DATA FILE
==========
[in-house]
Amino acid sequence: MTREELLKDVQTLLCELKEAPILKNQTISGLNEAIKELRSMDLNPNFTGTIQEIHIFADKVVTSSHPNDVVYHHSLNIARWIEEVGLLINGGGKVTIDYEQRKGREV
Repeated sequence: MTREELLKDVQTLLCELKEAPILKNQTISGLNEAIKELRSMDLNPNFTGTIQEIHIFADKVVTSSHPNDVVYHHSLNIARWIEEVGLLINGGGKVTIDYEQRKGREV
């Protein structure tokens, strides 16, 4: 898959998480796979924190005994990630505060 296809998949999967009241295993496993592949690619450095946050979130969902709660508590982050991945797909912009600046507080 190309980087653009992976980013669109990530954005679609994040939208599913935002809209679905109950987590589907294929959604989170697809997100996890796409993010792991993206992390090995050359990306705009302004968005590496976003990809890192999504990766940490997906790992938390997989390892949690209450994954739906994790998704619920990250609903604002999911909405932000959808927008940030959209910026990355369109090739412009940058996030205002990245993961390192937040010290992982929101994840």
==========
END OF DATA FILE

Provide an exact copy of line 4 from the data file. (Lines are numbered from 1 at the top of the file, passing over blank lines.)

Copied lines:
């Protein structure tokens, strides 16, 4: 898959998480796979924190005994990630505060 296809998949999967009241295993496993592949690619450095946050979130969902709660508590982050991945797909912009600046507080 190309980087653009992976980013669109990530954005679609994040939208599913935002809209679905109950987590589907294929959604989170697809997100996890796409993010792991993206992390090995050359990306705009302004968005590496976003990809890192999504990766940490997906790992938390997989390892949690209450994954739906994790998704619920990250609903604002999911909405932000959808927008940030959209910026990355369109090739412009940058996030205002990245993961390192937040010290992982929101994840």